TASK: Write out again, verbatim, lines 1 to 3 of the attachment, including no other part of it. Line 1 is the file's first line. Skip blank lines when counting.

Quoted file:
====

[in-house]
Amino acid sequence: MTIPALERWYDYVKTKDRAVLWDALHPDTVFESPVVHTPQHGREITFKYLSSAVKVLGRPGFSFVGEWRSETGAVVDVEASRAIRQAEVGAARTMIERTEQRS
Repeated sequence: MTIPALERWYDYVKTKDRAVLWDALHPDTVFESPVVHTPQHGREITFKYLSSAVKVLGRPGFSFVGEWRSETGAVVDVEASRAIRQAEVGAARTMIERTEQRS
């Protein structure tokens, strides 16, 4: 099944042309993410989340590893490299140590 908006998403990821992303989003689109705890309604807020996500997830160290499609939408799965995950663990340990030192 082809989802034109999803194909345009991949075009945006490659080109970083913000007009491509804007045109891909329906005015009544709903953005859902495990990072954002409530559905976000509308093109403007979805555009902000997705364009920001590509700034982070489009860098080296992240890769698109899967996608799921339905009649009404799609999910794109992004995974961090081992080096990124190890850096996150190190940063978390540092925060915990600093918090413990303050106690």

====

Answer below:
[in-house]
Amino acid sequence: MTIPALERWYDYVKTKDRAVLWDALHPDTVFESPVVHTPQHGREITFKYLSSAVKVLGRPGFSFVGEWRSETGAVVDVEASRAIRQAEVGAARTMIERTEQRS
Repeated sequence: MTIPALERWYDYVKTKDRAVLWDALHPDTVFESPVVHTPQHGREITFKYLSSAVKVLGRPGFSFVGEWRSETGAVVDVEASRAIRQAEVGAARTMIERTEQRS